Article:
The question we posed in September of last year about who’s responsible for upkeep of a popular portion of the Willamette River Greenway bike path has been answered.
In July 2022, a Portland woman named Amy was riding on the path when her bike hit a tree root on the path and then slammed into a lamp post and crumpled. It happened just south of the Old Spaghetti Factory (and it wasn’t even the first time we’d flagged these bumps). Her bike was totaled, but when she sought compensation for what happened, she got doors slammed in her face. The City of Portland denied her claim, saying it was a private matter she should take up with the owner of the property. So Amy reached out to a representative of the firm that owns the parcel (Clarify Ventures). After an initial conversation that held promise of an amicable resolution, the company stopped communicating with her.
The bicycle was very special to Amy and it was completely destroyed. All she wanted was be compensated for the property damage since she had to pay about $950 out-of-pocket to get it repaired.
With nowhere to turn, Amy hired a lawyer in hopes of making progress on the case. And it worked! Not only has the section of pavement that was riddled with cracks and bumps been repaved in the past few months, but the company has paid Amy $950 she spent to have it repaired.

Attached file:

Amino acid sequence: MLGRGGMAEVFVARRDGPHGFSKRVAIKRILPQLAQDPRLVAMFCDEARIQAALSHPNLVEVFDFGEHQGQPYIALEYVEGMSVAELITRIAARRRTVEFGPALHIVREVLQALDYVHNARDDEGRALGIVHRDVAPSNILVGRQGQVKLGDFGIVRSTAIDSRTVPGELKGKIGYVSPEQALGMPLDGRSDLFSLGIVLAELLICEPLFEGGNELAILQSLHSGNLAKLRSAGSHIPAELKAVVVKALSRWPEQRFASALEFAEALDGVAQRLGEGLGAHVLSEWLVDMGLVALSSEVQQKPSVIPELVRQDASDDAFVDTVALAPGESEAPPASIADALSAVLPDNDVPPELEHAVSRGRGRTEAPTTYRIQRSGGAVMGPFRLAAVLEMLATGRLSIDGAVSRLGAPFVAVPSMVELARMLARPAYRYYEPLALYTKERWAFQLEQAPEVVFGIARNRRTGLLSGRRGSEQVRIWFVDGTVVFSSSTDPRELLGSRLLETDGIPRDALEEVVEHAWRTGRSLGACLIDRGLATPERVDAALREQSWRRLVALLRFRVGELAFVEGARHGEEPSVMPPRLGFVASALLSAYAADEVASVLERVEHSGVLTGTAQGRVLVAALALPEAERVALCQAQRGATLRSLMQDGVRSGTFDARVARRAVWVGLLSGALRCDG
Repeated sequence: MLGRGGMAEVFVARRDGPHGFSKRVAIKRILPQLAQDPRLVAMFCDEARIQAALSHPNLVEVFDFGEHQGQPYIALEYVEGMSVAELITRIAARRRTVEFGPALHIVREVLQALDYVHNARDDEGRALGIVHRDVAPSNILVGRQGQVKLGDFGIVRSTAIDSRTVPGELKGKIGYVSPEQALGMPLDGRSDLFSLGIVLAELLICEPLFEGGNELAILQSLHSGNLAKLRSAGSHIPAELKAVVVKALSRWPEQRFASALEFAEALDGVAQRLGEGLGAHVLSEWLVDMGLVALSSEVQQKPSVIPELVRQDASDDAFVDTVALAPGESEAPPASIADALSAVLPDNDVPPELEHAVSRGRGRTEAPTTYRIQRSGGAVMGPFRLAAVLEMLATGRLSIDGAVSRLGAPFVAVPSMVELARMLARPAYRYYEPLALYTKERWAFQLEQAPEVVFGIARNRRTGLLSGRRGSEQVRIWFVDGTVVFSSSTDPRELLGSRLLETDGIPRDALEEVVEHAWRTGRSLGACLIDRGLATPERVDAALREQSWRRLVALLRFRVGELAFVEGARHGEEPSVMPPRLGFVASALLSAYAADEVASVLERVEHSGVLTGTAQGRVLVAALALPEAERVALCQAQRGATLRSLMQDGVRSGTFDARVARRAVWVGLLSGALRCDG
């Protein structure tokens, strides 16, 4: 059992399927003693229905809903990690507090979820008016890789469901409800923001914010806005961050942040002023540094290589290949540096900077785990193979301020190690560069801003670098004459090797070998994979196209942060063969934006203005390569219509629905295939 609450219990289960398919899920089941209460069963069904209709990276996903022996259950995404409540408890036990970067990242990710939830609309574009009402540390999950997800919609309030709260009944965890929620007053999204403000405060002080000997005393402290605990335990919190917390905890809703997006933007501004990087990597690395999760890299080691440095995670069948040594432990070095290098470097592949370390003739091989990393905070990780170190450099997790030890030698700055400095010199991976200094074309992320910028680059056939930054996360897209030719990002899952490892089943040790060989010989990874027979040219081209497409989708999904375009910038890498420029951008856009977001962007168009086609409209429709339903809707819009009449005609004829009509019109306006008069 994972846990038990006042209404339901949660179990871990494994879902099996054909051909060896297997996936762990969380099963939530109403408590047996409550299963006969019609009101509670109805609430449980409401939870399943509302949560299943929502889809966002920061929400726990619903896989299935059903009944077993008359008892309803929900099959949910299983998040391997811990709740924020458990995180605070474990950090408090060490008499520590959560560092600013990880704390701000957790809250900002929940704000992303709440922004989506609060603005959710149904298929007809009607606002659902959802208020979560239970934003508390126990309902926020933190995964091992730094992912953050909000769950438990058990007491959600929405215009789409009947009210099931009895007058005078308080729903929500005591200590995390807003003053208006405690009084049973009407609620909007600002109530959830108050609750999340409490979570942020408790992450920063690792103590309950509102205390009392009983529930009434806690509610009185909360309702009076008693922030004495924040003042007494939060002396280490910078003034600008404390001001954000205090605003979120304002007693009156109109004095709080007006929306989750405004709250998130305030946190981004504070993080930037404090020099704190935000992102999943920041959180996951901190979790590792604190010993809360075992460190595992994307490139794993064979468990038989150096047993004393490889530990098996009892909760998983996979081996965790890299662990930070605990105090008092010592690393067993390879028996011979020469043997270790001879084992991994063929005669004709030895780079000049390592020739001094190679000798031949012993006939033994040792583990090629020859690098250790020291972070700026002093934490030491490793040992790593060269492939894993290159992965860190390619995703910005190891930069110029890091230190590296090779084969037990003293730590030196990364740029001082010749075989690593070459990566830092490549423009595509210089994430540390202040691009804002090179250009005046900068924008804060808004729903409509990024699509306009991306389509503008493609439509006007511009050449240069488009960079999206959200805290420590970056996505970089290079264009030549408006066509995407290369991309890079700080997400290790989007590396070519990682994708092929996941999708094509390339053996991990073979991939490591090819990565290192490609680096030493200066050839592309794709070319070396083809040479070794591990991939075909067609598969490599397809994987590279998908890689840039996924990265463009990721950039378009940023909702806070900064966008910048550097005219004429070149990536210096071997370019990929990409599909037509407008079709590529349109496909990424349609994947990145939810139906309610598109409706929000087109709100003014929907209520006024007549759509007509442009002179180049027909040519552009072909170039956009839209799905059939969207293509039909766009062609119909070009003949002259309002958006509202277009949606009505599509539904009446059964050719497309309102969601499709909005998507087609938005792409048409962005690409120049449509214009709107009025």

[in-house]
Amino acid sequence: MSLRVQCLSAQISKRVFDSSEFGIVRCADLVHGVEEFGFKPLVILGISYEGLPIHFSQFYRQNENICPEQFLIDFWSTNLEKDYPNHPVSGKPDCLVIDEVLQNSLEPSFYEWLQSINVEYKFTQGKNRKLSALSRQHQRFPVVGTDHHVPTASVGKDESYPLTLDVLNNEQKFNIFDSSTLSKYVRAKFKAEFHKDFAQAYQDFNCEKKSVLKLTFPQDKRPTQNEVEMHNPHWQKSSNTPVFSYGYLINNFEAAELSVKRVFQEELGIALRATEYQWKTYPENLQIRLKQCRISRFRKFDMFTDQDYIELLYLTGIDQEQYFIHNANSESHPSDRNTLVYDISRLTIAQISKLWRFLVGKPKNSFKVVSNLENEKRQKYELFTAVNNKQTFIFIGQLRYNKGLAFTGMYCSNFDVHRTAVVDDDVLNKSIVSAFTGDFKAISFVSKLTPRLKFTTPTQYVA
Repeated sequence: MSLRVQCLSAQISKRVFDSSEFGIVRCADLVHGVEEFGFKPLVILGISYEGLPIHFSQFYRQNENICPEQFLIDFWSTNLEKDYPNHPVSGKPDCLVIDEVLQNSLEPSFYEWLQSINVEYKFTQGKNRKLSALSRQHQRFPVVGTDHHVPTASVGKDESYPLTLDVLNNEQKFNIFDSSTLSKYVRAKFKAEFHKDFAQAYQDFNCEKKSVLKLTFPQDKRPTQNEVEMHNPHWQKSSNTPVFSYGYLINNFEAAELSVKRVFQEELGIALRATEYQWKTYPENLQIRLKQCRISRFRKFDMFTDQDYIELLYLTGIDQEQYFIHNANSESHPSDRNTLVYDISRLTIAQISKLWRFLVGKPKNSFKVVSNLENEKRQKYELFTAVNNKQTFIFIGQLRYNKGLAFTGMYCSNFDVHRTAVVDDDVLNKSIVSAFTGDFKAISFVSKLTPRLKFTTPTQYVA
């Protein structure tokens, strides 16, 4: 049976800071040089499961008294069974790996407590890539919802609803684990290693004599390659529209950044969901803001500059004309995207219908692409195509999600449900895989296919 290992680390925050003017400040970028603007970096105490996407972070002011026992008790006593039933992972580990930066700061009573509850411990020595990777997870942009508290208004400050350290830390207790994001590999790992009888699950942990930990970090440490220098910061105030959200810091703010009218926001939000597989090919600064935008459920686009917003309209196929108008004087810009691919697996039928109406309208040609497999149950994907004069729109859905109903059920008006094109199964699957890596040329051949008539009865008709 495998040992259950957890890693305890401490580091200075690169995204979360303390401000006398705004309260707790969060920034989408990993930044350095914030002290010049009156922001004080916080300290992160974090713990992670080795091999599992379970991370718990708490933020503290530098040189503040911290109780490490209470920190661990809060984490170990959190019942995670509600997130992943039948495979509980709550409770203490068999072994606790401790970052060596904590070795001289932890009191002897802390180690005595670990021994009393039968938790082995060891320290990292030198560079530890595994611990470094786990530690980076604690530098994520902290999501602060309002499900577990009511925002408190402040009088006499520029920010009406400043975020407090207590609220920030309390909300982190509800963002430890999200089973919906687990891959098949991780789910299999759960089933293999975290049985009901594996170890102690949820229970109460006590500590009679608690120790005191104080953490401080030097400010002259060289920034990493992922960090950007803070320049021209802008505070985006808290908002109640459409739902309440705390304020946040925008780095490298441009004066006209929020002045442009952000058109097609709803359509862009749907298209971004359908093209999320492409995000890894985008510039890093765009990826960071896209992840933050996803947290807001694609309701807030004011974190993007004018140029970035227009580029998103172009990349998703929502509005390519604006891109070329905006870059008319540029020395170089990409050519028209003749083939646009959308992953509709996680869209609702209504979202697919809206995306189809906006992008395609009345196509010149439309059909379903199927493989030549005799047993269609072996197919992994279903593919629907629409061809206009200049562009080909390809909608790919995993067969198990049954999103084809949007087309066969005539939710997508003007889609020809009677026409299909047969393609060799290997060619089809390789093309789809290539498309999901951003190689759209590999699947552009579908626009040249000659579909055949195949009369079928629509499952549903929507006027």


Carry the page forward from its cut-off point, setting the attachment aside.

Chris Thomas, one of the lawyers who represented Amy, said the property owner decided to play ball only after they realized Amy had a lawyer. He cited an Oregon law (ORS 20.080) that says defendant who ignores a property damage claim that’s under $10,000 is liable for the amount of the claim, plus any attorney fees if they lose a lawsuit over the claim. “In this case, we sent a property damage demand for Amy’s cost of repairing her bike under ORS 20.080. The defendant’s insurer had the choice of paying Amy’s repair cost, or defending a case where, if they lost, they would be on the hook for both the bike repair costs and my attorney fees. They elected to settle the case,” Thomas shared with BikePortland.
“Before Amy retained us, the defendant’s insurer denied her claim. This an example of how insurers can evaluate cases differently when there is the threat of litigation and/or attorney fees.”
Given that the company paid out Amy’s claim after the City of Portland denied it, and the fact that the property owners paved the path, Chris says the case also confirms that the property owners are responsible for maintaining this section of the path. That will be good to keep in mind if poor path conditions lead to any other crashes in the future.
CORRECTION, 5/27 at 4:30 pm: Amy was awarded $950 to get her bike repaired. The previous version of this article stated that she received $5,000 to have it replaced. I regret the error.